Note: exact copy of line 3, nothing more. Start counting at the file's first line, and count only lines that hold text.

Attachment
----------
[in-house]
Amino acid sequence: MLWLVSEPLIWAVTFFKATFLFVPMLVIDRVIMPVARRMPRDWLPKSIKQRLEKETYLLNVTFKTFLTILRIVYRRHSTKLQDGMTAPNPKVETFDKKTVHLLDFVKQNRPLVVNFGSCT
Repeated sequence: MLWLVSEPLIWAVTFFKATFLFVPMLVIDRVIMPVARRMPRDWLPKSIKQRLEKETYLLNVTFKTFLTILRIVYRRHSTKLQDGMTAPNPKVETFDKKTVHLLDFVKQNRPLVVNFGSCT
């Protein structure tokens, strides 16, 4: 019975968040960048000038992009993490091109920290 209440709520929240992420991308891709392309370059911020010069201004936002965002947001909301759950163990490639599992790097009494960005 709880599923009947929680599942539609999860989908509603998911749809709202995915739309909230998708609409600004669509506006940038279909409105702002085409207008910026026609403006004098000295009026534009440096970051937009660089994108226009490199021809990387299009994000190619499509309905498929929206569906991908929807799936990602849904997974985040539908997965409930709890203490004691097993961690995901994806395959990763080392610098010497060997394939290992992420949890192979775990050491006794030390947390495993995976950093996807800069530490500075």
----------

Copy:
Repeated sequence: MLWLVSEPLIWAVTFFKATFLFVPMLVIDRVIMPVARRMPRDWLPKSIKQRLEKETYLLNVTFKTFLTILRIVYRRHSTKLQDGMTAPNPKVETFDKKTVHLLDFVKQNRPLVVNFGSCT